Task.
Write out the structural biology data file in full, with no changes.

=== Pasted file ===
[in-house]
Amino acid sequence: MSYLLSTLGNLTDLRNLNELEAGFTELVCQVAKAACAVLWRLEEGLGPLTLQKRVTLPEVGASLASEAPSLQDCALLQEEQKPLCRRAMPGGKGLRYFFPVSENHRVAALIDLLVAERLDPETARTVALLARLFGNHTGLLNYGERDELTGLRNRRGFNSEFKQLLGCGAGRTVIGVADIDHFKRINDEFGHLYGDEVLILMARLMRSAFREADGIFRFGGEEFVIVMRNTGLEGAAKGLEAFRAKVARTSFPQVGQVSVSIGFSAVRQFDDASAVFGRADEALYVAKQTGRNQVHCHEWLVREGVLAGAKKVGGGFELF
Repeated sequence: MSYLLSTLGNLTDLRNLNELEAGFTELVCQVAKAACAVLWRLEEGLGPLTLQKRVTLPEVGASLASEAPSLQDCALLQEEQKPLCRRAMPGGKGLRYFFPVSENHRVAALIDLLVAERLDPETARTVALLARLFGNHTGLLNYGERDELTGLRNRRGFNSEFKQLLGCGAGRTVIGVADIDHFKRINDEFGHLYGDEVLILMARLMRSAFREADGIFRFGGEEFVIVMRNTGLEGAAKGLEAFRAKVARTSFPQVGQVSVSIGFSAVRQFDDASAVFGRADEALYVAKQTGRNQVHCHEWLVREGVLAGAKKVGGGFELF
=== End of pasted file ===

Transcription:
[in-house]
Amino acid sequence: MSYLLSTLGNLTDLRNLNELEAGFTELVCQVAKAACAVLWRLEEGLGPLTLQKRVTLPEVGASLASEAPSLQDCALLQEEQKPLCRRAMPGGKGLRYFFPVSENHRVAALIDLLVAERLDPETARTVALLARLFGNHTGLLNYGERDELTGLRNRRGFNSEFKQLLGCGAGRTVIGVADIDHFKRINDEFGHLYGDEVLILMARLMRSAFREADGIFRFGGEEFVIVMRNTGLEGAAKGLEAFRAKVARTSFPQVGQVSVSIGFSAVRQFDDASAVFGRADEALYVAKQTGRNQVHCHEWLVREGVLAGAKKVGGGFELF
Repeated sequence: MSYLLSTLGNLTDLRNLNELEAGFTELVCQVAKAACAVLWRLEEGLGPLTLQKRVTLPEVGASLASEAPSLQDCALLQEEQKPLCRRAMPGGKGLRYFFPVSENHRVAALIDLLVAERLDPETARTVALLARLFGNHTGLLNYGERDELTGLRNRRGFNSEFKQLLGCGAGRTVIGVADIDHFKRINDEFGHLYGDEVLILMARLMRSAFREADGIFRFGGEEFVIVMRNTGLEGAAKGLEAFRAKVARTSFPQVGQVSVSIGFSAVRQFDDASAVFGRADEALYVAKQTGRNQVHCHEWLVREGVLAGAKKVGGGFELF